Monday, October 14, 2013

Justin Timberlake looks a bit ripe as a "Runner" for an online poker offshore business

Justin Timberlake is starting to look a little older than even a typical graduate student, but is still nimble enough. Brad Furman’s “Runner Runner” follows the rules of screenwriting, by making his character, Richie Furst, unable to afford his MBA tuition at Princeton, so he sets up an online poker site to make enough money to pay his expenses.  The dean at the university doesn’t like this.
  
Richie makes one last attempt and loses everything, but his web skills are good enough that he suspects he was hacked.  He tracks things down to an entrepreneur Ivan Block (Ben Affleck) in Costa Rica, and goes down there and introduces himself.  Ivan hires him to help run the business, promising an 8-figure income if he can learn to become a mobster.  Soon the fibbies are kidnapping him, too, offering him immunity from supposed misdeed if he will go undercover.
  
Richie has got plenty of street smarts, and is able to stand up to everybody, including the bullying and beatings.  Ivan, while protective, is not above some pretty horrible stuff, like tossing enemies into a lagoon filled with crocodiles (conditioned by “free fish”) after covering them with chicken poop.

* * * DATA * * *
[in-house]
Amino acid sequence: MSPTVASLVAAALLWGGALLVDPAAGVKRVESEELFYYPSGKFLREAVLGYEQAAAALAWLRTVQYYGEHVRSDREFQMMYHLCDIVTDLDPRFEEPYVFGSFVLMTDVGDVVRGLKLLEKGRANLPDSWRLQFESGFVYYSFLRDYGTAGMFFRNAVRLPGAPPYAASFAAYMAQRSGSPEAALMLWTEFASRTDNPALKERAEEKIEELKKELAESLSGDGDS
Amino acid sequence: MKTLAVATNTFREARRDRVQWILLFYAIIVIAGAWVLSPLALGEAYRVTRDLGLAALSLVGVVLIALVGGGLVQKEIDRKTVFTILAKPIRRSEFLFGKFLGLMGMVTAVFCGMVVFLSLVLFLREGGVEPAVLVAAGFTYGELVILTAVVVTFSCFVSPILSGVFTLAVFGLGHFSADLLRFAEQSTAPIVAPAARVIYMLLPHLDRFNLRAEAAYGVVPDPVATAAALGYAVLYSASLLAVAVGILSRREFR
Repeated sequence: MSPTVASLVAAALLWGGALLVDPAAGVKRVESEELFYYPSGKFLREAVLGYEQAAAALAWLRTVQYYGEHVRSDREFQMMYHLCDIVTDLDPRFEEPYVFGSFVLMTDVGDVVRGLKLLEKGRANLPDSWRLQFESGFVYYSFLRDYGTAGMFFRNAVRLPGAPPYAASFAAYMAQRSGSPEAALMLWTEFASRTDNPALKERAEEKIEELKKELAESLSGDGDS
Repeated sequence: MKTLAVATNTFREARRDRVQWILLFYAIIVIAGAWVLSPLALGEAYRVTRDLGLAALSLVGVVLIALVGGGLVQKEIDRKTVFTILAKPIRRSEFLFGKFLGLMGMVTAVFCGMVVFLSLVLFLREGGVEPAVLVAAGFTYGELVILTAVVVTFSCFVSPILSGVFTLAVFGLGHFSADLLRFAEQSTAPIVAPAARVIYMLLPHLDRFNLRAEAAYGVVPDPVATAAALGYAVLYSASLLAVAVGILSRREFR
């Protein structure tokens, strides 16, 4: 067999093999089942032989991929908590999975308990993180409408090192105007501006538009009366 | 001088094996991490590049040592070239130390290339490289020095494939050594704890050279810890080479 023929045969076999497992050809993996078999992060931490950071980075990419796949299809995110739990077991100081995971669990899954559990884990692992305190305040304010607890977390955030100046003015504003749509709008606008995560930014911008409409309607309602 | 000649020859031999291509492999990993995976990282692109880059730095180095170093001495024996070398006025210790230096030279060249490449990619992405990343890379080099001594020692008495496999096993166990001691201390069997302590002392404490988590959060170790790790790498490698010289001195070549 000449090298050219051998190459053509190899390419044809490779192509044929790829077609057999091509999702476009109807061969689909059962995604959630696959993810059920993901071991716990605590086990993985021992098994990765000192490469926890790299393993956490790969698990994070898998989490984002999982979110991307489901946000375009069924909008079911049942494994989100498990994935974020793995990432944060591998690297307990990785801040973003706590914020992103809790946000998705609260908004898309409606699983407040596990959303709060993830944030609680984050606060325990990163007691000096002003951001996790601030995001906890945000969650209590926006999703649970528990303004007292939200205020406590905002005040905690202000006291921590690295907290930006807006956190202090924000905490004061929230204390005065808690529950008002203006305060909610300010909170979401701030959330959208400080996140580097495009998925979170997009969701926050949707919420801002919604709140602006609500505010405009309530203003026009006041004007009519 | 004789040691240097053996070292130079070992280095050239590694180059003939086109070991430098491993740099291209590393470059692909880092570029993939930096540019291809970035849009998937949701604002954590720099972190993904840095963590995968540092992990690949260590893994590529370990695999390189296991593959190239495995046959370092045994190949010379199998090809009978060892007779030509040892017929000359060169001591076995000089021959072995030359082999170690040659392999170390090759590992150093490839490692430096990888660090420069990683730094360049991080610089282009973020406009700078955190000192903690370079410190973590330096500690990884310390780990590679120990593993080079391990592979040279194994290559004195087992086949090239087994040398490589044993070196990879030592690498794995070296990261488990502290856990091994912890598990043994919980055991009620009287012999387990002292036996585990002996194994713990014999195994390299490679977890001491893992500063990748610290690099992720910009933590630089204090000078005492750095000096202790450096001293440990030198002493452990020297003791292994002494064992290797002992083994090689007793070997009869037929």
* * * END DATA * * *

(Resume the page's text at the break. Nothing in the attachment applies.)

Yet Ivan can also utter platitudes about morality, saying if you want to get rich, you have to get roughed up sometimes, and you can't worry about low wages overseas that we depend on/ Ivan has an odd idea of the aphorism, "Pay your dues."
  
Timberlake did change his surface appearance somewhat after he left Nsync.
  
  
The official site is here.  
  
The film does not appeal as much as did “21”, about card-counting, a few years ago.
  
I saw the film on Monday evening before a small gathering in a small auditorium at Regal Ballston Common in Arlington.  With small screens, the company slogan “Go big or go home” seems a bit off.

I had used the domain name "hppub.com" for my book sites until 2005, when I released it and put everything on "doaskdotell.com".  The domain name was quickly taken over by an online gambling site, but eventually that closed. 
     

On business matters, visitors will want to look at a Wall Street Journal article today by Ben Fritz “Hollywood’s Latest Thriller: How to Keep Scripts Secret”, with a discussion of Syncopy’s security procedures, here  I guess budding screenwriters shouldn’t give away their plot twists by posting their own scripts online if they want to be able to agent and sell them later.  

Picture: Princeton campus, my visit, April 2010. 

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